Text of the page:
The Mexican Constitution is the supreme law of Mexico, and it was enacted on 5 February 1917. It outlines the political, economic, and social rights of Mexican citizens and establishes the structure and responsibilities of the Mexican government.

The Mexican Constitution has been amended several times since its original adoption, with the most recent amendment taking place in June 2018. The Constitution guarantees the individual rights of Mexican citizens, including freedom of speech, religion, and assembly, as well as the right to own property. It also establishes a federal system of government with a president, a bicameral Congress, and a Supreme Court.

In addition to setting the framework for Mexican government and protecting individual rights, the Mexican Constitution also addresses important social and economic issues, such as land reform, education, and labor rights. It is considered one of the most progressive constitutions in the world and has served as a model for other countries in the region.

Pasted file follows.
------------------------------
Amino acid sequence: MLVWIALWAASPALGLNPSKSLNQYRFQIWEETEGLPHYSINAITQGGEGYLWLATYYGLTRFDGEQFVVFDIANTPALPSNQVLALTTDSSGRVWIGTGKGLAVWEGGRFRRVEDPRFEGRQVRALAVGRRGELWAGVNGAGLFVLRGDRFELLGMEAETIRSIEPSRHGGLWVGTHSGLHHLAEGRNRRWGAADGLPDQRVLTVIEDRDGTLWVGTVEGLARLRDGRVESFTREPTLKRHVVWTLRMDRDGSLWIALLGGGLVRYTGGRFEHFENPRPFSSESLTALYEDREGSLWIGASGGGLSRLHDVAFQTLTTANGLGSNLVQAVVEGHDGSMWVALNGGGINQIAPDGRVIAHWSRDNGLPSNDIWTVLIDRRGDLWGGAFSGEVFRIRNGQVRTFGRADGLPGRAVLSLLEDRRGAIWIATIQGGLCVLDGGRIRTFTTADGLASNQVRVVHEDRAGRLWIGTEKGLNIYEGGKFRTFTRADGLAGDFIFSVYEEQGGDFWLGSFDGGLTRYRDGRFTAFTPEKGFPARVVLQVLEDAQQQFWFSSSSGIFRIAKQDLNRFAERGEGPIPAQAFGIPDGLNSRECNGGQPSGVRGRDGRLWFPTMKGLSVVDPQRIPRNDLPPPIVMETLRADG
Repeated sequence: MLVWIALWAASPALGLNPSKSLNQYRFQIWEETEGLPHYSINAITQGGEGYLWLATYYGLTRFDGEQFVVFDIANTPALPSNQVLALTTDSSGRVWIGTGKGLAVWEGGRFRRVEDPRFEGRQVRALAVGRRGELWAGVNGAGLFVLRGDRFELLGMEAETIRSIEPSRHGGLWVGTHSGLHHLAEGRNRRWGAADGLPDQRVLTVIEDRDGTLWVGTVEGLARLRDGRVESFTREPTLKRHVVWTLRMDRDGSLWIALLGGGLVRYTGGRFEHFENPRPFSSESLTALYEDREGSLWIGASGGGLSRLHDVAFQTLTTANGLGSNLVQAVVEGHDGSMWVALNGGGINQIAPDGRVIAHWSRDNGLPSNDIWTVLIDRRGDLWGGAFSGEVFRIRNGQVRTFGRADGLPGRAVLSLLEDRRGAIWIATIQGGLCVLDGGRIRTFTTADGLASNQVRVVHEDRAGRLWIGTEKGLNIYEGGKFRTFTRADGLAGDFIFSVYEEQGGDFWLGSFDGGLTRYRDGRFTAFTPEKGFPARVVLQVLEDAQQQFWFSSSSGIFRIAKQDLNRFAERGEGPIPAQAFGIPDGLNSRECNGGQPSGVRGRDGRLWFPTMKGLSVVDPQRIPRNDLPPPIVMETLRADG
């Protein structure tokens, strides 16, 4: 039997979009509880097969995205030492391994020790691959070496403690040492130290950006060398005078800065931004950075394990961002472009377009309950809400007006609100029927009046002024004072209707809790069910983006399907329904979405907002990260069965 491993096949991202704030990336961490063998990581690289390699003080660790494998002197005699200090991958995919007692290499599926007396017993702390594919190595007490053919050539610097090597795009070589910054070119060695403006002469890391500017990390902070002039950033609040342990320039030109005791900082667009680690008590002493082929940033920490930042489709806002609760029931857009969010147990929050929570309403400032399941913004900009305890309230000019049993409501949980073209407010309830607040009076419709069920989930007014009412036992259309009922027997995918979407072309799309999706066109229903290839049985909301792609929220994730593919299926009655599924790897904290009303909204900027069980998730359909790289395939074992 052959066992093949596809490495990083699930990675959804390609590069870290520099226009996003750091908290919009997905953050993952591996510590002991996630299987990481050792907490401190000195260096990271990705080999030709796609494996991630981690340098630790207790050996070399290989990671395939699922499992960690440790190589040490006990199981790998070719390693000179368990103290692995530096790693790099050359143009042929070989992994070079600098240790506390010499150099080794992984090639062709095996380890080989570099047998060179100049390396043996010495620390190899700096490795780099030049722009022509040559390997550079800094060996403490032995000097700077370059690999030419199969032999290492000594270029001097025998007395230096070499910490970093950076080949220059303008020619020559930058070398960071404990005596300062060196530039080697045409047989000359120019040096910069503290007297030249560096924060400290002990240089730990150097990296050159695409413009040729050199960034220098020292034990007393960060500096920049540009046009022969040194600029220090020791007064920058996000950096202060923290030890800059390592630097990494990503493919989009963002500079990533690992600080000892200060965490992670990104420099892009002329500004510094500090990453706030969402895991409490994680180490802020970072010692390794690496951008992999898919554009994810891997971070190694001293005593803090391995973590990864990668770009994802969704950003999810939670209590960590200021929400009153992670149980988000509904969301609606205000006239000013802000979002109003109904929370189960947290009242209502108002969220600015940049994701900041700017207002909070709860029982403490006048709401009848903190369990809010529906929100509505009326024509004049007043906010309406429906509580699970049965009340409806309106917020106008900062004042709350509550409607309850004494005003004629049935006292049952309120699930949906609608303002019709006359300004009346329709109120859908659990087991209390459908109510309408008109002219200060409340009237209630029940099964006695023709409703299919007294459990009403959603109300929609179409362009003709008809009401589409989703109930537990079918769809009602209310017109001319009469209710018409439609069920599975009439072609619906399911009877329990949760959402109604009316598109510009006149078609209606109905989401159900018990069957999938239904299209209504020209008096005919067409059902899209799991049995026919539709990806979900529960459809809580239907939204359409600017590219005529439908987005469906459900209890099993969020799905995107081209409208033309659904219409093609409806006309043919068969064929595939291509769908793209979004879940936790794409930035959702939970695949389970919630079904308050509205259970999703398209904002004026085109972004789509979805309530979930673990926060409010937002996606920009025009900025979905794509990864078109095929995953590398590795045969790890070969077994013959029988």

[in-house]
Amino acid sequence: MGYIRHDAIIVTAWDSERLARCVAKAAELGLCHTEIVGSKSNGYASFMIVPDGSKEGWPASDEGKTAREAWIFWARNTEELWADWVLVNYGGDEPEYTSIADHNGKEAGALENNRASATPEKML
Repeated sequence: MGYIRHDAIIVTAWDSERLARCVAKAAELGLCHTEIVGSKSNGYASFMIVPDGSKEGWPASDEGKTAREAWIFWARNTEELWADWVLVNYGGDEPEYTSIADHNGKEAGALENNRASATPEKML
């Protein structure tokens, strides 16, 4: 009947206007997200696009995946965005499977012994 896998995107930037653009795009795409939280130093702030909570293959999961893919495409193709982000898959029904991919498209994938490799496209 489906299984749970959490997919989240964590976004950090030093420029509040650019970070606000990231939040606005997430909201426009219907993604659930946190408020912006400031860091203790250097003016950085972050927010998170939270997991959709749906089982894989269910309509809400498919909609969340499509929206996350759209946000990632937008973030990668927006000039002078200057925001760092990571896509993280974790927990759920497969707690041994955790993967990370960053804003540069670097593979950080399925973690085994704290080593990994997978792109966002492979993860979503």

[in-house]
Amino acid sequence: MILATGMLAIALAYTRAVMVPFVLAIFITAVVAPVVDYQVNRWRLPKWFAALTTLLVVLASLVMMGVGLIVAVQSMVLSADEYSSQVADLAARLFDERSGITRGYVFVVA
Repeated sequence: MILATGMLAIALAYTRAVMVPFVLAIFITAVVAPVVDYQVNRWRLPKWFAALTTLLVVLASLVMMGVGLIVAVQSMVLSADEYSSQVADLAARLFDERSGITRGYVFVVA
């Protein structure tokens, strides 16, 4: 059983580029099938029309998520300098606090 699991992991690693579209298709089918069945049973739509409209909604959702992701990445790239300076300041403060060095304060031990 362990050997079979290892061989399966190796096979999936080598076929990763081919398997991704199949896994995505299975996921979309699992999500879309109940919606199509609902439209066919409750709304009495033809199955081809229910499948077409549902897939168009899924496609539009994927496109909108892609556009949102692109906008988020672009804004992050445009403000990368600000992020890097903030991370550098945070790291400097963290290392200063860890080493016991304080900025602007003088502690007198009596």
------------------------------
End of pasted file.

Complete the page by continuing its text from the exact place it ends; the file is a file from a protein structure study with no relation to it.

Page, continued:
The Mexican Constitution continues to be a key document for the country, shaping its political and social development and ensuring that the rights and freedoms of its citizens are protected.

On 5 February 2017, Google Doodle celebrated the 100th Anniversary of the Mexican Constitution.

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